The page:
US Coast Guard officers
Location: GLRC Docks
MORNING -ONLY Sessions
4. Climate Change and the Great Lakes: How is climate change expected to affect the Great Lakes region and what does this mean for water levels and shorelines? Learn more about future projections and what communities are doing to plan for changes.
Northern Institute for Applied Carbon Science
Location: Geowall ground floor
5. Remotely Operated Vehicles (ROVs)
Find out how this high school student group designs their own remotely-operated vehicles and uses them to train Isle Royale National Park rangers to monitor underwater aquatic invasive species, especially the zebra mussel.
Dollar Bay High School SOAR (“Student Organization of Aquatic Robotics”)
Location: GLRC Boathouse
6. Natural Selection: A Simulation
Natural selection is a fundamental concept of life sciences. Students will observe how populations change through natural selection by tracking changes in a population over time through a simple hands on simulation.
Tony Matthys, PhD student, MTU Dept of Civil & Environmental Engineering
Location: 707 Dow
7. Low Impact Development
What can we do to reduce runoff after heavy rainfall or rapid snowmelt to prevent erosion and polluted runoff from reaching streams, rivers, and lakes? Visit a green roof to see how they reduce runoff and help recharge groundwater.
Jennie Tyrrell, PhD student, MTU Department Civil Engineering-Water Resources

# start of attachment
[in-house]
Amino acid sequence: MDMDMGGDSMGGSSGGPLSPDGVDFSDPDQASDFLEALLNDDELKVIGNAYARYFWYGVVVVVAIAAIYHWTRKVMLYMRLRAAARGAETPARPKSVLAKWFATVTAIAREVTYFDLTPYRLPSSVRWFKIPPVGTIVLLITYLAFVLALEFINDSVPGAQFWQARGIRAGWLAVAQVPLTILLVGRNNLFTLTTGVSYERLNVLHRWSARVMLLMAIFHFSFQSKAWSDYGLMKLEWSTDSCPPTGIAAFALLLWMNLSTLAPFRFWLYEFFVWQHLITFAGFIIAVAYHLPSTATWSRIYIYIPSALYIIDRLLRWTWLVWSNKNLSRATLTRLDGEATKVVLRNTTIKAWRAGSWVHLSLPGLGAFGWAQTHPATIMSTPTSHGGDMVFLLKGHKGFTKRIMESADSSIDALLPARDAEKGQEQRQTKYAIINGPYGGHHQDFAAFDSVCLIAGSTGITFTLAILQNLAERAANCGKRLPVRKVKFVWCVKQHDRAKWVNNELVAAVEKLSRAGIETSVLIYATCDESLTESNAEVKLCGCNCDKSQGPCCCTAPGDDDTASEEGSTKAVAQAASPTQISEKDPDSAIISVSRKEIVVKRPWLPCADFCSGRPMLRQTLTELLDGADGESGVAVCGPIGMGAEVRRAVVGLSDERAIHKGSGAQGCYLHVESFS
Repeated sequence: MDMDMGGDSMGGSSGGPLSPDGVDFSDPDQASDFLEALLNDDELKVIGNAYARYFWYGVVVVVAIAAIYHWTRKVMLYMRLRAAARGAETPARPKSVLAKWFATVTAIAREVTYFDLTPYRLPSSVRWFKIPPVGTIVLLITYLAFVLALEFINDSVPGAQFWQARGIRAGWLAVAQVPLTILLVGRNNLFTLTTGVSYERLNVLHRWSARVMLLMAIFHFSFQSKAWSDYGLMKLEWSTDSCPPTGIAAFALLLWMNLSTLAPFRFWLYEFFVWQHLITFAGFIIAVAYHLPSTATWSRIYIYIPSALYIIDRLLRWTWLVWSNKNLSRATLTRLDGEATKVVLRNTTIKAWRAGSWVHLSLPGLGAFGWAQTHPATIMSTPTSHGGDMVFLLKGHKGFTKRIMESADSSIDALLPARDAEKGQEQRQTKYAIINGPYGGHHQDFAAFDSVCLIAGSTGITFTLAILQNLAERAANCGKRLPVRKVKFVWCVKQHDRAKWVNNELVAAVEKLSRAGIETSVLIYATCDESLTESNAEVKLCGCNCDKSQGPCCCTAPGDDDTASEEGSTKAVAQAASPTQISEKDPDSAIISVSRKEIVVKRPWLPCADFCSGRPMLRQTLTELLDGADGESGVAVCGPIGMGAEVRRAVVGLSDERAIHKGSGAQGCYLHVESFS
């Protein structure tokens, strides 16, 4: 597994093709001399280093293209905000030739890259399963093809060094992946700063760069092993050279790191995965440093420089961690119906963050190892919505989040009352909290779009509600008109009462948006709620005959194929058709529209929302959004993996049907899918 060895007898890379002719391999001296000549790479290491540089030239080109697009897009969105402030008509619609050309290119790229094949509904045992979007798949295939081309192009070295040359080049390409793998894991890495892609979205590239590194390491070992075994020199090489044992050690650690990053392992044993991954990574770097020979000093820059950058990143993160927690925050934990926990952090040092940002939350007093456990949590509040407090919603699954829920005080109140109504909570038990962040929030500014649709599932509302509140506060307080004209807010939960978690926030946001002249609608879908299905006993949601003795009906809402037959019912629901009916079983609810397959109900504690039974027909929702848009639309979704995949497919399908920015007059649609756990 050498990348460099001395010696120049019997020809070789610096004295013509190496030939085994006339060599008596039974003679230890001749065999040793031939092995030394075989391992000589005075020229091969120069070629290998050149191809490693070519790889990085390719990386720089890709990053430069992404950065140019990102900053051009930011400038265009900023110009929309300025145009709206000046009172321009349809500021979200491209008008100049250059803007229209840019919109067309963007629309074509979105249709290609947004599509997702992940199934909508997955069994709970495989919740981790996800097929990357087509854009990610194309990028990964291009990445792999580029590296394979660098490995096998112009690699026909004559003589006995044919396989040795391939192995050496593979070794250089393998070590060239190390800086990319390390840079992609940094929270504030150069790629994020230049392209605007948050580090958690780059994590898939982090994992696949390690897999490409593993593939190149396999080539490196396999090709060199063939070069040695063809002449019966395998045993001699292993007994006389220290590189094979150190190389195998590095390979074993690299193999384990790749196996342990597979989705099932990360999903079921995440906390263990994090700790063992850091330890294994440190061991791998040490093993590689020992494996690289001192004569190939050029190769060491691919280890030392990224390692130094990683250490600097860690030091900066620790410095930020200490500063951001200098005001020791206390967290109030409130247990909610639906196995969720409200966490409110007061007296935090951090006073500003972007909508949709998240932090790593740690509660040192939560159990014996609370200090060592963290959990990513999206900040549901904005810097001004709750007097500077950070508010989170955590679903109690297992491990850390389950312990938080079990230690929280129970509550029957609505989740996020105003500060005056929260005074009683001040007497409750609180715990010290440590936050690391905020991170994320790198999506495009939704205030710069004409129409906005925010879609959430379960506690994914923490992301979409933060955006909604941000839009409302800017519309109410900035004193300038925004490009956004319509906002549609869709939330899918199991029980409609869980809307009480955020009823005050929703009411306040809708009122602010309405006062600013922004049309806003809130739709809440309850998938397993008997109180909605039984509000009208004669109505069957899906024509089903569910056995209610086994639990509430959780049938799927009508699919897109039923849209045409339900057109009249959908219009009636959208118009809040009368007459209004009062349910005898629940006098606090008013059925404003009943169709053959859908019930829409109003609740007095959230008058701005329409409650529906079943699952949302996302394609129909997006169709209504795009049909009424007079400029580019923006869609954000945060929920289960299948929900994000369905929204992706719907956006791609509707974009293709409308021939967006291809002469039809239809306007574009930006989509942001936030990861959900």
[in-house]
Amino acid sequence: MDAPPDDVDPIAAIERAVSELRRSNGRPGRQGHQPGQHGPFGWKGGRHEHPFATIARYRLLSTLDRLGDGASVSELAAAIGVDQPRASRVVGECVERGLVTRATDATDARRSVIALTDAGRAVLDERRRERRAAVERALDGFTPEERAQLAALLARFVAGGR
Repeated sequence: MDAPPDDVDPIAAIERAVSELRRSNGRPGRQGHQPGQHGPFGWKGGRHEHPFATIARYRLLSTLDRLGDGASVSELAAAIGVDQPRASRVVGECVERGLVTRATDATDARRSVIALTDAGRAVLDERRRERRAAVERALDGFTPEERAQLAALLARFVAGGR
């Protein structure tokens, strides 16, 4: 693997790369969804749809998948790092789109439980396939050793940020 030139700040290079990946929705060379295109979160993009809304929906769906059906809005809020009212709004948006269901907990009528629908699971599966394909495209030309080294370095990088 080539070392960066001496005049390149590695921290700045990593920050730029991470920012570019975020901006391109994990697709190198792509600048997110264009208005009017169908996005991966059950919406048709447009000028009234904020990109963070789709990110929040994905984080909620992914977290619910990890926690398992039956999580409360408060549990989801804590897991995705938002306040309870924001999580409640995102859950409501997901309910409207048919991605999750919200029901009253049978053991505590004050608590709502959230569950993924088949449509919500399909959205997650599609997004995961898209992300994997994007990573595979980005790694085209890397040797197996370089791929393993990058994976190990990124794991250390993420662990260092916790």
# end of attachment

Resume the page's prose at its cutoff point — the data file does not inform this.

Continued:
Location: GLRC entry
8. GUPPIE the Underwater Explorer
Students will learn about underwater gliders, the simple physics behind the vehicles’ locomotion, and their applications. GUPPIE will be presented in action to the students and the role of its components will be explained. Students will build their own micro underwater gliders.
Dr. Nina Mahmoudian, and students: Donna Fard, Bingxi Li, Barzin Moridian
MTU Dept of Mechanical Engineering-Engineering Mechanics
Location: 300 R. L. Smith (MEEM) Bldg – Mechanical Engineering-Engineering Mechanics Lab
9. Leave No Trace
Students will engage in activities that illustrate some of the Leave No Trace principles —plan ahead, travel and camp on durable surfaces, leave what you find, dispose of waste properly, respect wildlife, minimize campfire impacts and be considerate of other visitors.
Nathan Miller, Keweenaw Land Trust
Location: 1st floor GLRC by windows
10. The Big Green Monster: Emerald Ash Borer and the Water Cycle
How can a tiny green bug alter the water cycle of an entire forest?
Nick Bolton, MTU graduate student
Location: 202 GLRC by windows
11. River of Words
Let the theme of water and watersheds inspire you and pour out your heart like a river to share the special relationship we all have with water in all its many forms.
Evie Johnson, Senior Lecturer Michigan Tech University, Coordinator of English Education
Liz Fujita, Coordinator, Center for Pre-College Outreach
Location: 504 ME-EM (R. L. Smith Bldg.)
12. Remote Sensing
Examine some of the beautiful and interesting images collected by NASA’s satellites. Look over the images carefully to determine what the images are actually showing or what we could learn from them.
Brice Grunert, MTU graduate student
Location: 202 GLRC by windows
AFTERNOON-ONLY Sessions (Noon-2:50 PM)
13. Kite Aerial Photography Across the Keweenaw
Ever wonder what the Keweenaw’s vast water resources look like from a bird’s eye view? Kite aerial photographer Nathan “Invincible” Miller will show you how he takes unique photos of our landscape and shares fun stories from his kite flying adventures.